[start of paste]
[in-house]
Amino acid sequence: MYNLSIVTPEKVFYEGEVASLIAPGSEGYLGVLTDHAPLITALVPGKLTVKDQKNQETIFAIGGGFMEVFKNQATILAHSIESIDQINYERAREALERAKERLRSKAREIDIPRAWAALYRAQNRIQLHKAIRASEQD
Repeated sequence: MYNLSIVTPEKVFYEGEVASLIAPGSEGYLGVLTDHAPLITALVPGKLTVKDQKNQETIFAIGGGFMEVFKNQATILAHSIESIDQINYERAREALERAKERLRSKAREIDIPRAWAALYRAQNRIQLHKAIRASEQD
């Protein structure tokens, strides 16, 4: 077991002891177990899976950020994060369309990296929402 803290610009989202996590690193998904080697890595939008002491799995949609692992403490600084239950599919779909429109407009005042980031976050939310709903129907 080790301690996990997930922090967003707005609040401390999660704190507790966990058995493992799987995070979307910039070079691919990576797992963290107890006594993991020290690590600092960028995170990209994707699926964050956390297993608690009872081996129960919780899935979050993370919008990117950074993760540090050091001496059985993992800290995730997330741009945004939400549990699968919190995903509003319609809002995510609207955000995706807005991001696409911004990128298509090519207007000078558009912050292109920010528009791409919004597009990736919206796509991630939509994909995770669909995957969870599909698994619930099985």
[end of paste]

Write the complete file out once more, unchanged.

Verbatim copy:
[in-house]
Amino acid sequence: MYNLSIVTPEKVFYEGEVASLIAPGSEGYLGVLTDHAPLITALVPGKLTVKDQKNQETIFAIGGGFMEVFKNQATILAHSIESIDQINYERAREALERAKERLRSKAREIDIPRAWAALYRAQNRIQLHKAIRASEQD
Repeated sequence: MYNLSIVTPEKVFYEGEVASLIAPGSEGYLGVLTDHAPLITALVPGKLTVKDQKNQETIFAIGGGFMEVFKNQATILAHSIESIDQINYERAREALERAKERLRSKAREIDIPRAWAALYRAQNRIQLHKAIRASEQD
């Protein structure tokens, strides 16, 4: 077991002891177990899976950020994060369309990296929402 803290610009989202996590690193998904080697890595939008002491799995949609692992403490600084239950599919779909429109407009005042980031976050939310709903129907 080790301690996990997930922090967003707005609040401390999660704190507790966990058995493992799987995070979307910039070079691919990576797992963290107890006594993991020290690590600092960028995170990209994707699926964050956390297993608690009872081996129960919780899935979050993370919008990117950074993760540090050091001496059985993992800290995730997330741009945004939400549990699968919190995903509003319609809002995510609207955000995706807005991001696409911004990128298509090519207007000078558009912050292109920010528009791409919004597009990736919206796509991630939509994909995770669909995957969870599909698994619930099985």